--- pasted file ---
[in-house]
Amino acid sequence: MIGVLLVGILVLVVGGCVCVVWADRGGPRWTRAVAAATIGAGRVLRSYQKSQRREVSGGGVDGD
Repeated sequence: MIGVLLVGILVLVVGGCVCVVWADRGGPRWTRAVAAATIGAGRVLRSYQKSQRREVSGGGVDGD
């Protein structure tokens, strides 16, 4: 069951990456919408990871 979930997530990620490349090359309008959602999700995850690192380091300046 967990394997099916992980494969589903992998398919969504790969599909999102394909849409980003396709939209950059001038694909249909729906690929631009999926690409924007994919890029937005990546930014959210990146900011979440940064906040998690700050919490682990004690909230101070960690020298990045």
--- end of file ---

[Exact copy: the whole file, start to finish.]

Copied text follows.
[in-house]
Amino acid sequence: MIGVLLVGILVLVVGGCVCVVWADRGGPRWTRAVAAATIGAGRVLRSYQKSQRREVSGGGVDGD
Repeated sequence: MIGVLLVGILVLVVGGCVCVVWADRGGPRWTRAVAAATIGAGRVLRSYQKSQRREVSGGGVDGD
């Protein structure tokens, strides 16, 4: 069951990456919408990871 979930997530990620490349090359309008959602999700995850690192380091300046 967990394997099916992980494969589903992998398919969504790969599909999102394909849409980003396709939209950059001038694909249909729906690929631009999926690409924007994919890029937005990546930014959210990146900011979440940064906040998690700050919490682990004690909230101070960690020298990045």